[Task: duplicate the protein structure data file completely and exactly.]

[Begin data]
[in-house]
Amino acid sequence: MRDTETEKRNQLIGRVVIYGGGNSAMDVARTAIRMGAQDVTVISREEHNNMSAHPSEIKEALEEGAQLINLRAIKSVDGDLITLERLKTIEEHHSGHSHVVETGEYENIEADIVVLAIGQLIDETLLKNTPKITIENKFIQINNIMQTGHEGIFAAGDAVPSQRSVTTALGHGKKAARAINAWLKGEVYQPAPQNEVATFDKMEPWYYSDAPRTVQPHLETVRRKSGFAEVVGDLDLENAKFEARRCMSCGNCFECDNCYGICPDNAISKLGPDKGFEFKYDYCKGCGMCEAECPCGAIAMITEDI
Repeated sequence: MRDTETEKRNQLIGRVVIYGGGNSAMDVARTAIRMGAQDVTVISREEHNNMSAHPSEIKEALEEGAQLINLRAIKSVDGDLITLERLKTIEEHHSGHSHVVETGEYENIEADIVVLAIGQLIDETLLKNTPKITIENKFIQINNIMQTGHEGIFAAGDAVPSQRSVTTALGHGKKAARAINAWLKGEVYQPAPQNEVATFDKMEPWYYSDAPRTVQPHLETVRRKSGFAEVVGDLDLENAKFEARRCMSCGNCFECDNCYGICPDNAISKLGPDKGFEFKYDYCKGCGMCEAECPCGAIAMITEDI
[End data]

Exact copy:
[in-house]
Amino acid sequence: MRDTETEKRNQLIGRVVIYGGGNSAMDVARTAIRMGAQDVTVISREEHNNMSAHPSEIKEALEEGAQLINLRAIKSVDGDLITLERLKTIEEHHSGHSHVVETGEYENIEADIVVLAIGQLIDETLLKNTPKITIENKFIQINNIMQTGHEGIFAAGDAVPSQRSVTTALGHGKKAARAINAWLKGEVYQPAPQNEVATFDKMEPWYYSDAPRTVQPHLETVRRKSGFAEVVGDLDLENAKFEARRCMSCGNCFECDNCYGICPDNAISKLGPDKGFEFKYDYCKGCGMCEAECPCGAIAMITEDI
Repeated sequence: MRDTETEKRNQLIGRVVIYGGGNSAMDVARTAIRMGAQDVTVISREEHNNMSAHPSEIKEALEEGAQLINLRAIKSVDGDLITLERLKTIEEHHSGHSHVVETGEYENIEADIVVLAIGQLIDETLLKNTPKITIENKFIQINNIMQTGHEGIFAAGDAVPSQRSVTTALGHGKKAARAINAWLKGEVYQPAPQNEVATFDKMEPWYYSDAPRTVQPHLETVRRKSGFAEVVGDLDLENAKFEARRCMSCGNCFECDNCYGICPDNAISKLGPDKGFEFKYDYCKGCGMCEAECPCGAIAMITEDI